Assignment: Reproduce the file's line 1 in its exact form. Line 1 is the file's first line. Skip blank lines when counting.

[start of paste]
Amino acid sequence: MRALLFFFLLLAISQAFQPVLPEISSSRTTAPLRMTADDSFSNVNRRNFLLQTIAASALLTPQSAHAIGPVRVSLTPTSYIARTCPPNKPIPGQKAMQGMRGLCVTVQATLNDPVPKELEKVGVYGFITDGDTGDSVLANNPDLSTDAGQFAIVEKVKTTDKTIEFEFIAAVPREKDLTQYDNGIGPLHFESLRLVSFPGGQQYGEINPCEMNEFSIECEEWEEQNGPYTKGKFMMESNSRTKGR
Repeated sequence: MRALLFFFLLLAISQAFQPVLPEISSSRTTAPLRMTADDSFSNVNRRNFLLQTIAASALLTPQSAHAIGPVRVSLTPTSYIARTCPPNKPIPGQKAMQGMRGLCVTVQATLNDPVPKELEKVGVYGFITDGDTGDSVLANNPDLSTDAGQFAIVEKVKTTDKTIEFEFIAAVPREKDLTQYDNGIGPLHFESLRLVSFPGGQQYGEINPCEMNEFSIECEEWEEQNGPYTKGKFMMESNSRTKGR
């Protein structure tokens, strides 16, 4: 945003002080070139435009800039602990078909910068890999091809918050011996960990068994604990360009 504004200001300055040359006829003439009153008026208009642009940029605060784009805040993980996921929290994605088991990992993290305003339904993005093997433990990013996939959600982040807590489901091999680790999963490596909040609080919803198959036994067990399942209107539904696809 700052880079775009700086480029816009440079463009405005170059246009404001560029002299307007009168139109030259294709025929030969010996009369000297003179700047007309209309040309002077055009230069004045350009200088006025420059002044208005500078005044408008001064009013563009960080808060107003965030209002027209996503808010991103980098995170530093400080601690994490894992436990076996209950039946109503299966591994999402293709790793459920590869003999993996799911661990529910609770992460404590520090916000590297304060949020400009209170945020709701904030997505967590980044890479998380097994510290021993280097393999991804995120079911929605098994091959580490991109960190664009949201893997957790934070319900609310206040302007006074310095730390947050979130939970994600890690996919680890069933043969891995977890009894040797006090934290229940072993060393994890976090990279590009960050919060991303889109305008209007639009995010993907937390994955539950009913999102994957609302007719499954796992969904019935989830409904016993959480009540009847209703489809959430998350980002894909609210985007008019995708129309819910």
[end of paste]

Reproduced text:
Amino acid sequence: MRALLFFFLLLAISQAFQPVLPEISSSRTTAPLRMTADDSFSNVNRRNFLLQTIAASALLTPQSAHAIGPVRVSLTPTSYIARTCPPNKPIPGQKAMQGMRGLCVTVQATLNDPVPKELEKVGVYGFITDGDTGDSVLANNPDLSTDAGQFAIVEKVKTTDKTIEFEFIAAVPREKDLTQYDNGIGPLHFESLRLVSFPGGQQYGEINPCEMNEFSIECEEWEEQNGPYTKGKFMMESNSRTKGR